Nicole “Chinook” McClean ’02 headed off to Cape Town, South Africa for some hiking and then headed to the White Nile in Uganda for some grade 5 whitewater raft guiding.

Casey Passmore ’05 is working for the San Joaquin Outdoor School, teaching fifth and sixth graders outdoor education in the beautiful coastal redwoods near Santa Cruz, CA.

Former Leader Trainers Meghan Mullarkey ’02 and Wilkie Kiefer ’04 were married in Seattle on August 26 with a number of OA friends including OA Director Rick Curtis ’79 at the wedding.

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Quotes from FT 2006 Participants

My OA trip was my first experience in U.S. and I fully took advantage of it. I learned many new things, I met many wonderful people and I admired the beautiful sceneries of US landscapes. My friends (and here I mean all my colleagues from L45) introduced me to a new country and a new lifestyle. I will always remember this trip as one of the best I’ve ever had.
 -freshman from Chisinau, Moldova

Taking the OA trip was the second wonderful decision I have made about my college life (the first was deciding to go to Princeton). As an international student never been to the U.S. before, my OA group gave me a warm welcome. Not only did I learn the basic skills of backpacking, camping, and canoeing, I also made my first group of college friends, and enjoyed an unforgettable trip.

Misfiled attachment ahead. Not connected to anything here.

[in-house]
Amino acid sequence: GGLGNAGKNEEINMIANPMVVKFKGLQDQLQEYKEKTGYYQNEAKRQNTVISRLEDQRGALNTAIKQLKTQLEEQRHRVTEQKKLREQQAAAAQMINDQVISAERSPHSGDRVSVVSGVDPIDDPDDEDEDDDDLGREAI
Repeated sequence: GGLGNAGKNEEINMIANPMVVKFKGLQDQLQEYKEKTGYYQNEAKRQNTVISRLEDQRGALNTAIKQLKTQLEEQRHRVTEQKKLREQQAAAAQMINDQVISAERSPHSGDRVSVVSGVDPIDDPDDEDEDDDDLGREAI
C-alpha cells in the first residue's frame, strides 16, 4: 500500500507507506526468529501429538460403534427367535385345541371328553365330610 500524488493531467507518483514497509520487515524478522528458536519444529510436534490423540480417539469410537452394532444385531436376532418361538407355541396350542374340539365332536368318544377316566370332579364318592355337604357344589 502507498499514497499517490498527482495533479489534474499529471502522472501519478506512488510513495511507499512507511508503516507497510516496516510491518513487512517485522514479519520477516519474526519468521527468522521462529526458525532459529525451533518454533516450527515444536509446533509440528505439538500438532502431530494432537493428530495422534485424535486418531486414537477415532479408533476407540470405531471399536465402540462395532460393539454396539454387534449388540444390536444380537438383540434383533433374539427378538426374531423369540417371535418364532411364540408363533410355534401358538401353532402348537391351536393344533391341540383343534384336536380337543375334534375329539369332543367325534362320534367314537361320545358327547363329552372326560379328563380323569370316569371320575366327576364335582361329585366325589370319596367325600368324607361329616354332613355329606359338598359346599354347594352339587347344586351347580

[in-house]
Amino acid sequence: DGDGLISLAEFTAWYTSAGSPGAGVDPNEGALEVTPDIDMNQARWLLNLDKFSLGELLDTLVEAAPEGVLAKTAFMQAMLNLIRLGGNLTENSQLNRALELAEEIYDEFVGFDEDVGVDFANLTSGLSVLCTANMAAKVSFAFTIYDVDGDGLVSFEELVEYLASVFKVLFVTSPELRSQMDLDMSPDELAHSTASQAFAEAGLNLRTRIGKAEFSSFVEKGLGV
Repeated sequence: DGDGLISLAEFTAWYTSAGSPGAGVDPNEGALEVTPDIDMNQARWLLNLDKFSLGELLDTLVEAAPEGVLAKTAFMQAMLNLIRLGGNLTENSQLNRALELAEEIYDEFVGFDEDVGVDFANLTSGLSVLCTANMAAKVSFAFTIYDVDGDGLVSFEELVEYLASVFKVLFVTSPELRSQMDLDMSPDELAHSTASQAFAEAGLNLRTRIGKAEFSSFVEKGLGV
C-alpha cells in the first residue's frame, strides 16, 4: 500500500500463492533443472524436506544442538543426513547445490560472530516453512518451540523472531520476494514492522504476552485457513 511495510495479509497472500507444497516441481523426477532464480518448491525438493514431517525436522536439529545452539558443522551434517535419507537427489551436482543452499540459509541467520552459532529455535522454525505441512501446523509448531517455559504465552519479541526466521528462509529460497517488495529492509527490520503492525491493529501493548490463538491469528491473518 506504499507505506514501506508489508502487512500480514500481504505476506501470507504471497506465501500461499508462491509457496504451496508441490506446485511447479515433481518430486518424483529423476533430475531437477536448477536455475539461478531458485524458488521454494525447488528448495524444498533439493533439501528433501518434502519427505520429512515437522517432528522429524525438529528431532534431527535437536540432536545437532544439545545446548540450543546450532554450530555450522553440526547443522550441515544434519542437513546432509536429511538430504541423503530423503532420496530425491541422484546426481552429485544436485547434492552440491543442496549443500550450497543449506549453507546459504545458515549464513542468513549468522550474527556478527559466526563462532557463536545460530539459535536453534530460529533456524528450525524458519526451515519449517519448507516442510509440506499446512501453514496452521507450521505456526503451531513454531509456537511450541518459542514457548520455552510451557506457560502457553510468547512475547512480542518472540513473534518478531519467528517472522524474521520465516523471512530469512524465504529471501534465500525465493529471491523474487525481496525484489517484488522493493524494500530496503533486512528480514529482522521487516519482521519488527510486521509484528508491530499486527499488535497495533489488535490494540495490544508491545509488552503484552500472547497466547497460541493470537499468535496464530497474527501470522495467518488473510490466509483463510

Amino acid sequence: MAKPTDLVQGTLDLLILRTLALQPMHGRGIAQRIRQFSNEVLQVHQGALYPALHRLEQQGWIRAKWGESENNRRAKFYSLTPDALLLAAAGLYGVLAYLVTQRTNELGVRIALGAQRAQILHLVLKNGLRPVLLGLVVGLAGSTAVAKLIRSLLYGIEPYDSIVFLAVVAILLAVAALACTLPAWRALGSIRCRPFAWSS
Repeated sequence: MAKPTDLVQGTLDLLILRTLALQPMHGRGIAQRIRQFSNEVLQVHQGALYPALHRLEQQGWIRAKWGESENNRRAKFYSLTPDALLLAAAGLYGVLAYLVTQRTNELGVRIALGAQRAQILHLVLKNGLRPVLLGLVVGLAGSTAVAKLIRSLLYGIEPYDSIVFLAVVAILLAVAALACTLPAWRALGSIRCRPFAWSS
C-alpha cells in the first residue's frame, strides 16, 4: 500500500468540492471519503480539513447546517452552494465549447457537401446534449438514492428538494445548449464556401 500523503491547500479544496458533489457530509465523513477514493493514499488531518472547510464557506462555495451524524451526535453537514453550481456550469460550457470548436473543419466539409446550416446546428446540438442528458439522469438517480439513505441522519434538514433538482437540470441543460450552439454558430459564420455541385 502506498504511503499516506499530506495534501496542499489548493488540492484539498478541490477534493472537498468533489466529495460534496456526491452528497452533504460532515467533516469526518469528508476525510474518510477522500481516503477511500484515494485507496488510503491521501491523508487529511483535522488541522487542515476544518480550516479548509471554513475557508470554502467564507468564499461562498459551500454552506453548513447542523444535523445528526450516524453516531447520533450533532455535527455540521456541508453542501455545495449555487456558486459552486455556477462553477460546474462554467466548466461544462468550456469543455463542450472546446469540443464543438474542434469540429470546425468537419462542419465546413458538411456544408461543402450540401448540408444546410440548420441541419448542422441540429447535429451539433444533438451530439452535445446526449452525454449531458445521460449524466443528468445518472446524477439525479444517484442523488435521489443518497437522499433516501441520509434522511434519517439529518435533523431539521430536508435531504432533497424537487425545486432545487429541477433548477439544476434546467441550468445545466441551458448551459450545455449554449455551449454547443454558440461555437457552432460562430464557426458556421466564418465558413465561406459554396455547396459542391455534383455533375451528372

-freshman from Beijing, China

I really had a good time with VA71, and, taking into account that I am from Romania, and those were basically my first 7 days in the U.S., the trip was surely a way of discovering the country and the people for me. All my nine trip colleagues offered me very distinctive characters, but overall, I really was able to discover their common values and beliefs, way of life, and means of living and thus attribute these to a more general American sense of living. On the “outdoor” part of the experience, I thoroughly enjoyed hiking and camping and the most, the woods.
 -freshman from Lasi, Romania


Thanks to Everyone Who Supported OA This Year!

Expedition Leader

James Garrett ’65
Thomas Barron ’74